I wrote about the Celldex data in a story posted Wednesday night. What I like about the CDX-011 data were the positive signals of efficacy in breast cancer patients who over-express the GPNMB protein and in triple negative disease. The latter group of breast cancer patients is particularly important because of the complete lack of treatment options currently.
CDX-011 is an antibody targeted at cancer cells that express GPNMB so tumor response that is directly correlated with increased levels of GPNMB expression makes a lot of sense. The analysis of patient subgroups around GPNMB expression levels (5%, 25% and 50%) and triple negative disease was prospectively defined before the study was started. That's important.
Legitimate concerns and/or stuff we don't know yet that is potentially risky: 1) Small numbers of patients, especially when looking at some of the subgroups. You have to be worried that the positive signals seen in the study may be diminished or disappear in a larger study with more patients.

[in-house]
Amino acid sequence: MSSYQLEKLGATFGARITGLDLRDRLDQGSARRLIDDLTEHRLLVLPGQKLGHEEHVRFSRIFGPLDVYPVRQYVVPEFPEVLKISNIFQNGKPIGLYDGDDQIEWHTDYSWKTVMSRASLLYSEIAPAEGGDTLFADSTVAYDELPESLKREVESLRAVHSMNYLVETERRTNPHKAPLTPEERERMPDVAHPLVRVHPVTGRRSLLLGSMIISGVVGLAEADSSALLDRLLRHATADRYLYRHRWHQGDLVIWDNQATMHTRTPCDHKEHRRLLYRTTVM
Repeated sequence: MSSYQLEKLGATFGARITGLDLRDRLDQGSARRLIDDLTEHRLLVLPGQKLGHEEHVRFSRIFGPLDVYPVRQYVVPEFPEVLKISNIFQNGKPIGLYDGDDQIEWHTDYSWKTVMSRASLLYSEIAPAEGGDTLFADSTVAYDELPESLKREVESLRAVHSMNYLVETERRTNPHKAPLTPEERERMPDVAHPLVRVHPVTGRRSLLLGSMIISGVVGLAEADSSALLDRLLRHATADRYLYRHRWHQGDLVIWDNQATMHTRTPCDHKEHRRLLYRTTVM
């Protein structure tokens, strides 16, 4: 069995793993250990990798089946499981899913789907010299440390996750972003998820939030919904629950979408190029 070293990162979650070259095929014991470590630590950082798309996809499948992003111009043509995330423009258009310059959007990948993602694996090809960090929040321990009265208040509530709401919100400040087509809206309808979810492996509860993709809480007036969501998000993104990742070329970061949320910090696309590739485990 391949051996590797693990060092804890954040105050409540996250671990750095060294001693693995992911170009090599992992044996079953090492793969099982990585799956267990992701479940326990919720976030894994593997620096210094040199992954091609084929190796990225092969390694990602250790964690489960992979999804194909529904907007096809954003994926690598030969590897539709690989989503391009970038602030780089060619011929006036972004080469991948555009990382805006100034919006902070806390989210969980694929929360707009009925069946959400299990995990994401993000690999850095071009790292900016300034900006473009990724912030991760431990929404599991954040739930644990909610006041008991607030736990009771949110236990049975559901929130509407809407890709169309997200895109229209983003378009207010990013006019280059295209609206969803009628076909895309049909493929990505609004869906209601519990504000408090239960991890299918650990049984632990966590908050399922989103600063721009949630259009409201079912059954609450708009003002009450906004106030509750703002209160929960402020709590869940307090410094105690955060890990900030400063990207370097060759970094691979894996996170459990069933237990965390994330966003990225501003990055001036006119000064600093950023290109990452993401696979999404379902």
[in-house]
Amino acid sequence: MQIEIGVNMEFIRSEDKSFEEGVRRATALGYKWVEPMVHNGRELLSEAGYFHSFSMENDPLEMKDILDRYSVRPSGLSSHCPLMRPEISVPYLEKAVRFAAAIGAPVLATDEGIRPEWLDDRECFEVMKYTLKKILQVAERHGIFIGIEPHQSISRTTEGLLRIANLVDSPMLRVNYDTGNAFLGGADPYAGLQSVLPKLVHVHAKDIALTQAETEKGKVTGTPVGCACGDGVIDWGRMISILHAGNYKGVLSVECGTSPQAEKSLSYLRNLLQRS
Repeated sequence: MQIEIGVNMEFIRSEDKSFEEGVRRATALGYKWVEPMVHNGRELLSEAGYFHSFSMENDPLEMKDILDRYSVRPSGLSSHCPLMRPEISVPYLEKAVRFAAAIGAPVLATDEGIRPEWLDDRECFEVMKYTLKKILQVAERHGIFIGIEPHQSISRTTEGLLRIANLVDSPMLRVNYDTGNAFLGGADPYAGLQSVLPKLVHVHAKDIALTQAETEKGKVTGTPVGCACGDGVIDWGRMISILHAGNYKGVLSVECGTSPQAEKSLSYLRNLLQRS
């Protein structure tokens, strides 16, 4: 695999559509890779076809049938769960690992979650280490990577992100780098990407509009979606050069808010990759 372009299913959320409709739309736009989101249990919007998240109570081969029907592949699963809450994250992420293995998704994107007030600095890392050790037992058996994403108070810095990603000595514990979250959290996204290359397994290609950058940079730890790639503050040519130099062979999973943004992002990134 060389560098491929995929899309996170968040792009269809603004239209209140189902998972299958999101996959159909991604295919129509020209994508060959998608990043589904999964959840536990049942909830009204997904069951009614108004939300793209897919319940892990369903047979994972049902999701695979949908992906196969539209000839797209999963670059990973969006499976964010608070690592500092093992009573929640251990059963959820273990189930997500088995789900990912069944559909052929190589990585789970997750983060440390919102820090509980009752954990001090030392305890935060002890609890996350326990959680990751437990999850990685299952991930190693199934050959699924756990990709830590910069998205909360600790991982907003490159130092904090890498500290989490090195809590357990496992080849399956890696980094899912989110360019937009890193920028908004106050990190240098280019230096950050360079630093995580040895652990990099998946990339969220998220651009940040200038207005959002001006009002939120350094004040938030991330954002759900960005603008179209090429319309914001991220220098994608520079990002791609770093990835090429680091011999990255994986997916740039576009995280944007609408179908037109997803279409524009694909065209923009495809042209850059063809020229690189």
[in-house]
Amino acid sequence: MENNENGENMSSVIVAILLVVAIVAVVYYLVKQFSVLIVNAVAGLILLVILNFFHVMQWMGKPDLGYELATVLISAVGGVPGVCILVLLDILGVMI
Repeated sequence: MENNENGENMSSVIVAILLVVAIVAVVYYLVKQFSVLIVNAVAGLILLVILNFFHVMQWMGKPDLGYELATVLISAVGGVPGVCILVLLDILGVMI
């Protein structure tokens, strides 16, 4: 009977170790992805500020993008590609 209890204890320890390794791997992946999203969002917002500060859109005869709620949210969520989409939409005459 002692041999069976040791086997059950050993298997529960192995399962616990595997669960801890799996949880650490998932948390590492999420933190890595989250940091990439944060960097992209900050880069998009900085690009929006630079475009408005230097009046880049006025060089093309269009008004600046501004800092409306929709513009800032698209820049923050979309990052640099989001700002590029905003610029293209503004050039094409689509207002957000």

2) Celldex hasn't disclosed response rates in patients with greater than 50% GPNMB expression levels. The company told me that results were fairly consistent and suggest that higher GPNMB expression levels resulted in greater response rates. That's fine but Celldex still won't tell us the response rate in the third bucket of patients with greater than 50% GPNMB expression levels.I want to see those data because if what Celldex says is true, it will further verify the mechanism of CDX-011 and increase the chance that this is real drug. Celldex may be reticent at this time to give us these data because the patient numbers are too small, but it's still important information and somewhat bothersome that the data are being kept from us. Let me be clear before you start yelling at me: I'm more optimistic about Celldex and CDX-011 today than I was before the data were released. The company deserves kudos for the way it handled Wednesday's announcement. But that doesn't mean CDX-011 is a guaranteed success. Far from it, we've still only seen a sliver of data that leaves important questions and risks on the table. Stay tuned for more CDX-011 data in December, likely at the San Antonio Breast Cancer Symposium. Sticking with Celldex, @ColfaxCapital asks, "Adam, do you think CDX-011 is a better drug than $GALE's breast cancer drug?" Yes, from the data we've seen so date, CDX-011 has more potential as a breast cancer drug than Galena Biopharma's NeuVax vaccine. One caveat, the two drugs are very different and are being developed in different breast cancer patient populations. Jay R. writes, "Adam, I am a big follower of your writing and generally I am fan of your reporting on biotech companies. Your article today about Celldex surprises me. While there are indeed 'silver linings' in these data, the company was clearly data mining. As you know, this is a process by which companies sort through their clinical data to find the best possible story to tell investors and the FDA. While it is logical that these patients would do best, if the company felt so strongly then the trial should have been prospectively designed to only look at these patients. In addition, there are only 35 patients in the analysis of triple negative, high expressers. When Keryx Pharmaceuticals (KERX) tried to pump their perifosine colorectal results, you cautioned investors about the small size of their trial. Shouldn't you be consistent here Adam?" Jay's concerns are certainly legitimate, particularly about the small numbers of patients in the CDX-011 story. I raised the same issue above. Celldex, however, did design this study prospectively to enroll patients who over-express GPNMB. They also pre-defined, or stratified, patients into three big buckets based on the level of GPNMB expression (5%, 25% and 50%). For this reason, I don't have concerns about the cutoff points of GPNMB expression used in the analysis and I don't consider it to be data mining. Keryx, on the hand, absolutely data-mined positive results from its phase II study in order to come up with a colon-cancer patient population to study in the phase III trial. The result was predictable -- a failed phase III study. Speaking of Galena, Avi B. writes, "So you are promoting Celldex with a 19% effectiveness versus 14% control group study on all patients in the trial and yet you continue to write negatively against Galena who's results were much stronger. CDX-011 has shown significant improvement in a subset of patients, so does NeuVax, yet you discount the data presented by Galena and tout Celldex. Your agenda is now evident and your reporting lacks professional consistency. "